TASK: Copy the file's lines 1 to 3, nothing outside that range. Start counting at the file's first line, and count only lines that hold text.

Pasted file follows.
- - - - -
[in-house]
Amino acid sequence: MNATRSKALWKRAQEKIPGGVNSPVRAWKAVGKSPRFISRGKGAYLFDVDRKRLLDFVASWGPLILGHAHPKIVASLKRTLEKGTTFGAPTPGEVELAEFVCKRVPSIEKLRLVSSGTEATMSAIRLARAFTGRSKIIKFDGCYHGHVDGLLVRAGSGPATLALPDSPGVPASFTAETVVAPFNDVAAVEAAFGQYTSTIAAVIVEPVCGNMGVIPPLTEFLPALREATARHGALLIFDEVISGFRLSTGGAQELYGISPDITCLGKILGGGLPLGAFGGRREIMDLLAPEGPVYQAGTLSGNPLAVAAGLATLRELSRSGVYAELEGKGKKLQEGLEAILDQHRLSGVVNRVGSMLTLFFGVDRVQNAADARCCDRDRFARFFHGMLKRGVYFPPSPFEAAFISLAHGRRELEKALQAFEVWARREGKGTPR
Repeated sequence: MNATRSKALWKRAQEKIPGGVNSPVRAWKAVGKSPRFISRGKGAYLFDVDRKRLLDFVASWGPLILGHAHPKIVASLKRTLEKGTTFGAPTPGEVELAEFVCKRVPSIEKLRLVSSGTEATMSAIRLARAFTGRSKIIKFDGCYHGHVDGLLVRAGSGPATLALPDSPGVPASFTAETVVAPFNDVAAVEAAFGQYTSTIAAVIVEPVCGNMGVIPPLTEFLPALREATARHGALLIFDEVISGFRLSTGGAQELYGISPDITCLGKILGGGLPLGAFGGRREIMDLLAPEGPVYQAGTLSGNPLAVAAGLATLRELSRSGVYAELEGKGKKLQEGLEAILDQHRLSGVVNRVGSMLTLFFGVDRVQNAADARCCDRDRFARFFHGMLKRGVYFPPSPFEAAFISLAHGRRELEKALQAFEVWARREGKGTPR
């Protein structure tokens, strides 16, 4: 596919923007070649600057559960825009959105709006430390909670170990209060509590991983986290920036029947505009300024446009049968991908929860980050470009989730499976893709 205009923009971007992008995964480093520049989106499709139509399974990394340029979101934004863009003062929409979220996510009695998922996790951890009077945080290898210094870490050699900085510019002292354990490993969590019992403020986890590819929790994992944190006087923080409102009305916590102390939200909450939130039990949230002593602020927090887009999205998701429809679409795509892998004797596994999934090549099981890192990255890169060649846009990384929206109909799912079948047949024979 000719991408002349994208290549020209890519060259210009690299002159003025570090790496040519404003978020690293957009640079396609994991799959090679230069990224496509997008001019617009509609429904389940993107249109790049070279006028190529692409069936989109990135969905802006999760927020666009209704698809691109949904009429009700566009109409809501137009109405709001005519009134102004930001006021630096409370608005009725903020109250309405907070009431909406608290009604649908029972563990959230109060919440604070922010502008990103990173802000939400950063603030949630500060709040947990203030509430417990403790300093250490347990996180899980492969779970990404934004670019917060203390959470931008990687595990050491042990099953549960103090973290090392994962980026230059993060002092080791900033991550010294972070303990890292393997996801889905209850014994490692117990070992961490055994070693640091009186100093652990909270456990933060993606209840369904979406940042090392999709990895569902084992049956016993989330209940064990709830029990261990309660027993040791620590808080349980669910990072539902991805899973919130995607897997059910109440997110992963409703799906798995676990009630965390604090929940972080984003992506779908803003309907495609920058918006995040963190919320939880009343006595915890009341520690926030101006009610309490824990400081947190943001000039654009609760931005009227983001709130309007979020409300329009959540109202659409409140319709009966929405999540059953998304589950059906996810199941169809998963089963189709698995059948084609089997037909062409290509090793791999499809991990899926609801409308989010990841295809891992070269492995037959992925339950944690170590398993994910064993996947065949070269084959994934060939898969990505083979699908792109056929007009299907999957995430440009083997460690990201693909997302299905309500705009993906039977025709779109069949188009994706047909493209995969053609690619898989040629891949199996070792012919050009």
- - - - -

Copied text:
[in-house]
Amino acid sequence: MNATRSKALWKRAQEKIPGGVNSPVRAWKAVGKSPRFISRGKGAYLFDVDRKRLLDFVASWGPLILGHAHPKIVASLKRTLEKGTTFGAPTPGEVELAEFVCKRVPSIEKLRLVSSGTEATMSAIRLARAFTGRSKIIKFDGCYHGHVDGLLVRAGSGPATLALPDSPGVPASFTAETVVAPFNDVAAVEAAFGQYTSTIAAVIVEPVCGNMGVIPPLTEFLPALREATARHGALLIFDEVISGFRLSTGGAQELYGISPDITCLGKILGGGLPLGAFGGRREIMDLLAPEGPVYQAGTLSGNPLAVAAGLATLRELSRSGVYAELEGKGKKLQEGLEAILDQHRLSGVVNRVGSMLTLFFGVDRVQNAADARCCDRDRFARFFHGMLKRGVYFPPSPFEAAFISLAHGRRELEKALQAFEVWARREGKGTPR
Repeated sequence: MNATRSKALWKRAQEKIPGGVNSPVRAWKAVGKSPRFISRGKGAYLFDVDRKRLLDFVASWGPLILGHAHPKIVASLKRTLEKGTTFGAPTPGEVELAEFVCKRVPSIEKLRLVSSGTEATMSAIRLARAFTGRSKIIKFDGCYHGHVDGLLVRAGSGPATLALPDSPGVPASFTAETVVAPFNDVAAVEAAFGQYTSTIAAVIVEPVCGNMGVIPPLTEFLPALREATARHGALLIFDEVISGFRLSTGGAQELYGISPDITCLGKILGGGLPLGAFGGRREIMDLLAPEGPVYQAGTLSGNPLAVAAGLATLRELSRSGVYAELEGKGKKLQEGLEAILDQHRLSGVVNRVGSMLTLFFGVDRVQNAADARCCDRDRFARFFHGMLKRGVYFPPSPFEAAFISLAHGRRELEKALQAFEVWARREGKGTPR